An article from Lloyds List, September 2016
Are you an accredited person not working for a brokerage that has an Approved Arrangement with DAWR? Then read on as you’re probably at risk.
In lodging an import declaration in the ICS there has in the past been two questions for the broker to answer. The first was whether the brokerage had an approved arrangement with DAWR. The second was whether the broker was accredited under the NCCC / AEPCOM Scheme(s). In house programmes such as EDI CargoWise and Expedient just required lodgement and answers may have been pre-set.
I imagine that about the time of the replacement of Compliance Agreements by Approved Arrangements the first question was dropped in the ICS and the second question only was asked, viz is the broker an accredited person.
According to the online version of the Approved Arrangements Glossary an accredited person is “A person who has successfully completed specified training approved by the Department of Agriculture and Water Resources”. No updates have been provided to industry that the publication is incorrect or has changed.
In FTA’s well attended CPD session in Sydney last week DAWR advised in passing that an accredited person was someone who was BOTH accredited under the relevant Scheme AND worked for a brokerage that held an Approved Arrangement with DAWR. This apparently unannounced change should be of huge concern to any broker working for a company that has not renewed their compliance agreement. I understand about 25% of brokerages that formerly held a Compliance Agreement with DAWR have not as yet taken up an Approved Arrangement. Given that the cost of $2,900 is the same for a small one person company as it is for a large multinational it can be expected that many of this 25% has chosen not to do so.
I wrote the broker update training for CBFCA and in the extensive research I undertook prior to writing it and in the list of changes provided by DAWR, no mention was made of this critical change in definition.
It’s not unreasonable for a broker answering this question to expect that a brokerage for which he works that has an Approved Arrangement with DAWR would be recognised in the ICS, but this appears not to be the case. What is the impact upon brokers who have correctly answered that they are accredited (not having been advised otherwise)) but no longer work for a company with an Approved Arrangement, which as we have been advised is about 25% of the total of companies that formerly held Compliance Agreements? Section 243T must be a concern, although the apparent failure of DAWR to notify of the change may provide a defence.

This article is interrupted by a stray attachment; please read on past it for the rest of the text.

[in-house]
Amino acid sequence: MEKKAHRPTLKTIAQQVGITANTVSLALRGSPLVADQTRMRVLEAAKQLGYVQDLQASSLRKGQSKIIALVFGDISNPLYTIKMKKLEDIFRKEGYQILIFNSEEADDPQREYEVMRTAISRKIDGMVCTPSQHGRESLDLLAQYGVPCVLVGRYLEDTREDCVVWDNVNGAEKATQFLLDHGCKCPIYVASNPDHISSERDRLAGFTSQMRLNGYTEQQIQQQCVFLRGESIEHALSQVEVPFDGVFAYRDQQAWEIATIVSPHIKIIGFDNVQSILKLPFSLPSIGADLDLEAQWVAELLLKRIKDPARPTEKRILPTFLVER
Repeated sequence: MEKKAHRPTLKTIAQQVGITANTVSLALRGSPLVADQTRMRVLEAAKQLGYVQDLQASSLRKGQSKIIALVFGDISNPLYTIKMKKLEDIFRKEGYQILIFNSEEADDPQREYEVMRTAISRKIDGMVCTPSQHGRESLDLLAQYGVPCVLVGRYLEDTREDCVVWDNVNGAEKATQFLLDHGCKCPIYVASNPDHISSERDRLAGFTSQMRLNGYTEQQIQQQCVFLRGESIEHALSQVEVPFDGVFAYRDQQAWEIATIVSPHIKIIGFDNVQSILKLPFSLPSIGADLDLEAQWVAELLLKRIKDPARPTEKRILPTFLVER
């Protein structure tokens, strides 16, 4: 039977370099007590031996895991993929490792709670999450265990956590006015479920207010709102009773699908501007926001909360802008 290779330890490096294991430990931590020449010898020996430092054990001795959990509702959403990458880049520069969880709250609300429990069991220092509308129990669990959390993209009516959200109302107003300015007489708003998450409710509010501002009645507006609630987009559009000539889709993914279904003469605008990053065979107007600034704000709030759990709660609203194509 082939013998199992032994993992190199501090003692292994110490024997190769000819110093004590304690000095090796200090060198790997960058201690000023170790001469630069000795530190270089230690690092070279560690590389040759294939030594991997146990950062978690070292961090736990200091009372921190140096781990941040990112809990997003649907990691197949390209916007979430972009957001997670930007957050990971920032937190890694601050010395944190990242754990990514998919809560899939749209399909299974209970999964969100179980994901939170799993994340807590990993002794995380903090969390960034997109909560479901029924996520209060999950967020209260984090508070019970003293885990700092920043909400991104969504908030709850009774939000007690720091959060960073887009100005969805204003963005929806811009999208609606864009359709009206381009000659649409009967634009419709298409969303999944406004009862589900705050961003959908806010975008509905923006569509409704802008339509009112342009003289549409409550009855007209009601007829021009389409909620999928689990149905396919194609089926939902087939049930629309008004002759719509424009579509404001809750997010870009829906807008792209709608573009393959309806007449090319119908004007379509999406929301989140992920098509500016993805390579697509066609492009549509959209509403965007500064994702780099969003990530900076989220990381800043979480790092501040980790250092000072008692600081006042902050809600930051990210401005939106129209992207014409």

DAWR’s compliance monitoring strategy is risk based. This means that the department focus its attention on areas where there is an identified biosecurity risk or high probability of a biosecurity risk. A broker answering a question for a metro delivery that doesn’t require an AIMS entry probably wouldn’t be surprised. I have heard brokers discussing that their intent in other circumstances was to continue to lodge at the counter. It wasn’t a surprise therefore when DAWR recently announced they were closing this facility.
In the development of the update course the primary concern was always that DAWR would neglect to advise industry of changes. Their initial suggestion that industry could check the Scheme’s documents on line each time a lodgement was made was rapidly discounted. An agreement was made that DAWR would advise the RTOs of changes so that they could be built into their CPD / CBC updates. It appears that here we are in the very beginning of the new Scheme and already a major lack of communication has occurred.
I’ve no idea whether the software providers have allowed for this in their updates but recommend it be checked if the brokerage has chosen not to take up an Approved Arrangement. Most if not all such decisions to not take up an Approved Arrangement, despite having held a Compliance Agreement, appear to have been because of the cost.
And let’s not get me started on the lack of industry consultation there actually was in the imposition of these fees. Announcing something and upholding it despite objections from industry is not consultation. A fee based upon number of Compliance Agreements divided by DAWR costs, for a Scheme whose inception was to save DAWR costs, is unfair to any but holders of multiple such agreements such as the multinational freight forwarders. Neither is it properly reflective of cost recovery principles required by government. In many brokers’ opinion a fee on the FID that could be passed through to clients remains the fairest solution.